If the kids are young enough, I'm a compelling enough character to persuade them that their search for 'the best programming language' is meaningless. Sometimes I can pull out Steve Jobs, or if they're really invested, Pete Norvig or Paul Graham. But more often than not, it takes another kid—someone explicitly not technical, often a she—to deprogram this fixation. When she makes a more interesting game or solves a problem he struggled with or maybe just obviously complains less than him, something clicks. And at that moment, he's in a very fragile place. His ego is vulnerable & open. He can reject the situation—calling it 'dumb' or 'just for kids' or a 'waste of time'—or he can embrace it. And ultimately, that's a big part of my job.
A language is an interface between programmers and hardware, so it has social/psychological/pedagogical features which are just as important as its formal properties. If a language can't be efficiently ported on regular hardware, it's the language that sucks, not the hardware. Similarly, if it doesn't interface properly with its communities of coders (fails to build up standard coding practices, good libraries, trust…), the language sucks, not the people. Ergo Lisp sucks. Many Lisp zealots dismiss the language's failures as "merely social", but that's missing the purpose of a language entirely: failing socially is just as bad as failing technically.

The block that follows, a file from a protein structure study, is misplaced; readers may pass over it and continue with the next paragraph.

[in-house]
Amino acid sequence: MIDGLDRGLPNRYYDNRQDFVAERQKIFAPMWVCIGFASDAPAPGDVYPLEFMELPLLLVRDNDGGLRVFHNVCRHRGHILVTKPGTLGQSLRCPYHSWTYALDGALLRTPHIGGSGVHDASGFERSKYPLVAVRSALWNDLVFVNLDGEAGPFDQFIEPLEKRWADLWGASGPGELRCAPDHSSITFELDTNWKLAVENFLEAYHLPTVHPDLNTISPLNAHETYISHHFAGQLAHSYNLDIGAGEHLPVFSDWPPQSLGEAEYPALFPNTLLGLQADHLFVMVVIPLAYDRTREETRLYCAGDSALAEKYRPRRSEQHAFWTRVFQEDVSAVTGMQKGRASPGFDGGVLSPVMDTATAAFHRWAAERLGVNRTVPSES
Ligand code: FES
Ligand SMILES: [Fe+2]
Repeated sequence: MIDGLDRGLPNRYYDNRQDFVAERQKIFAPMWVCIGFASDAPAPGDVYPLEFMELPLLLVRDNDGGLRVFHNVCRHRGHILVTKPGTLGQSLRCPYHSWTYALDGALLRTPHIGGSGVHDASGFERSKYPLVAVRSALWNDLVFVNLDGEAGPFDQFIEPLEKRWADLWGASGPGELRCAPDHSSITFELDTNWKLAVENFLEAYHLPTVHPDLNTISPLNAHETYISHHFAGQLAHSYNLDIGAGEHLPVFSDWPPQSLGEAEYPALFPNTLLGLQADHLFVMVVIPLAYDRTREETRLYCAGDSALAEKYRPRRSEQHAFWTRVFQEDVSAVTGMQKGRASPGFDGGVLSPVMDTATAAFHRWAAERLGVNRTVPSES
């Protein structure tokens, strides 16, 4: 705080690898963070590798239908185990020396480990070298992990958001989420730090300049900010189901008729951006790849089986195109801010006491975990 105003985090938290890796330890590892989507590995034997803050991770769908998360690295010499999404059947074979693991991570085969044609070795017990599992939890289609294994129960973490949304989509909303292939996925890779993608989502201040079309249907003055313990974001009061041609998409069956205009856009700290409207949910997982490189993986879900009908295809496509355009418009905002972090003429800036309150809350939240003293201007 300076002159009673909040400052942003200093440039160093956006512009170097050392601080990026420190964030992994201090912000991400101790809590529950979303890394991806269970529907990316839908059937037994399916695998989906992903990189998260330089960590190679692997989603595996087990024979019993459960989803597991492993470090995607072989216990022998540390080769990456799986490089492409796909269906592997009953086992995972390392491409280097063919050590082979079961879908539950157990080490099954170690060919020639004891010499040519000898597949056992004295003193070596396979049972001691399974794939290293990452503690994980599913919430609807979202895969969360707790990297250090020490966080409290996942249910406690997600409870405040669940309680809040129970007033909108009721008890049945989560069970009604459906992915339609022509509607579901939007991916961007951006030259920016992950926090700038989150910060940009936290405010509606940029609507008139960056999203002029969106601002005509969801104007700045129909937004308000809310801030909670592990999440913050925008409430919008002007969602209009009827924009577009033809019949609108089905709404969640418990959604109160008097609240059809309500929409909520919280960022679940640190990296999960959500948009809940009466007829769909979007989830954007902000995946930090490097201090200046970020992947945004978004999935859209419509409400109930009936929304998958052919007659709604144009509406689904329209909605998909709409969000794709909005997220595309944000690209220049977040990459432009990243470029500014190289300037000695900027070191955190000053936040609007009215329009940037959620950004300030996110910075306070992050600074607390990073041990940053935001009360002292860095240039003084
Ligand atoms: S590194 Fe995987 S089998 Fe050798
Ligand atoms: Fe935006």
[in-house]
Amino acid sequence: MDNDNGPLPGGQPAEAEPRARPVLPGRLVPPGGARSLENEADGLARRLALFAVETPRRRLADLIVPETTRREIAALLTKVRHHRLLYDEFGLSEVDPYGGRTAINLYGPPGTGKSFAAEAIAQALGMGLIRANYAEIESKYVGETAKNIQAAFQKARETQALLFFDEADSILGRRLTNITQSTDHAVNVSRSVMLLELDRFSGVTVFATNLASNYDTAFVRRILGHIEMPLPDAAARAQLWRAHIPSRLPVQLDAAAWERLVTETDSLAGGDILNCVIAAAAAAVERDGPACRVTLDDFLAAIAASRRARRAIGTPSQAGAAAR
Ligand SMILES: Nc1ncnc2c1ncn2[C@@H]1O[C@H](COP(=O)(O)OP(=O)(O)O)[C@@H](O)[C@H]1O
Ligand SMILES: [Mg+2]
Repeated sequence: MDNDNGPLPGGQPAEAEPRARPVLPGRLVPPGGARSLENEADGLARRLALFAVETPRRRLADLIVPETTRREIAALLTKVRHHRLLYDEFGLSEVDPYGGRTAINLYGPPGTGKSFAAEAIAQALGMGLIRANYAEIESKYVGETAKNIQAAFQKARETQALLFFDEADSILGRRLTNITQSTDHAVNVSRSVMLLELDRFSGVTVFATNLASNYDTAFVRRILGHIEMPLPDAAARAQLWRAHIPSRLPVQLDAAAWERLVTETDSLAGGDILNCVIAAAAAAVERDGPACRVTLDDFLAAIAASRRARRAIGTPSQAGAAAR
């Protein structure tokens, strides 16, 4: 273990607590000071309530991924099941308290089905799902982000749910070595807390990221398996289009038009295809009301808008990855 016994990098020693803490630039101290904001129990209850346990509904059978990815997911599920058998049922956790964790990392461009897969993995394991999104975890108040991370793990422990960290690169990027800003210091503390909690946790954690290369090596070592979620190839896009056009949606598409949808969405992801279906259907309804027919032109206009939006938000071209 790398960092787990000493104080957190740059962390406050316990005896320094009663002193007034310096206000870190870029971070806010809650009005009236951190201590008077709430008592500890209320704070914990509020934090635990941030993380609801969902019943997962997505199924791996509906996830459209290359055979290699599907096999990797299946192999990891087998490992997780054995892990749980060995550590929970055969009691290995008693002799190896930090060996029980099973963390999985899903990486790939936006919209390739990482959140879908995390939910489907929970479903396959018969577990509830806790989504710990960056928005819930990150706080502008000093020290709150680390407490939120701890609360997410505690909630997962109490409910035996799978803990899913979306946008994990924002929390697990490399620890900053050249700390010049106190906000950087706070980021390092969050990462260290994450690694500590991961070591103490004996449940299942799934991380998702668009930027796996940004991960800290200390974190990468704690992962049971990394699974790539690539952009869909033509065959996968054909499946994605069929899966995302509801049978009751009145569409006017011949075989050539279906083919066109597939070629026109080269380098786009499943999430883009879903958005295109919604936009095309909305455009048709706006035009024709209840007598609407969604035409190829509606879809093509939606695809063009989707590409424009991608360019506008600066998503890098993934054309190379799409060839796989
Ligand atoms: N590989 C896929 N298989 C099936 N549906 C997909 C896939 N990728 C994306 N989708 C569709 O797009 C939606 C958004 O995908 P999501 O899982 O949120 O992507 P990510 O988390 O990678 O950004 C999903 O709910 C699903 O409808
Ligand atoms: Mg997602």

So ultimately, computer languages are tools. Meaning the cultural barriers to entry surrounding those tools matter just as much as the affordances the tools themselves provide. And it is amidst the ramifications of this fact that most of the interesting and important work expanding our computational fluency is to be done. Take video games. Video games are incredibly prominent in the world of children (i.e. boys). This has meant that video games have become a real entry point to computation for many [boys].
We should not be looking to 'bring [the poor, the brown, the female] to computation.' We should be bring computation to the ideas and problems and cultures which matter to them. Seymour Papert was trumpeting this idea in 1980. Writing about Brazil's samba schools[community dancehalls where dancing is a community practice]:
There are problems with the image of samba schools as the locus of education. I am sure that a computational samba school will catch on somewhere. But the first one will almost certainly happen in a community of a particular kind, probably one with a high density of middle-income engineers. […] But as an educational utopian I want something else. I want to know what kind of computer culture can grow in communities where there is not already a rich technophilic soil.
[…] The obstacle to the growth of popular computer cultures is cultural, for example, the mismatch between the computer culture embedded in the machines of today and the cultures of the homes they will go into. And if the problem is cultural the remedy must be cultural.
The research challenge is clear. We need to advance the art of meshing computers with cultures so that they can serve to unite, hopefully without homogenizing, the fragmented subcultures that coexist counterproductively in contemporary society. For example, the gulf must be bridged between the technical-scientific and humanistic cultures. And I think that the key to constructing this bridge will be learning how to recast powerful ideas in computational form, ideas that are as important to the poet as to the engineer.
The opportunities have only grown since then.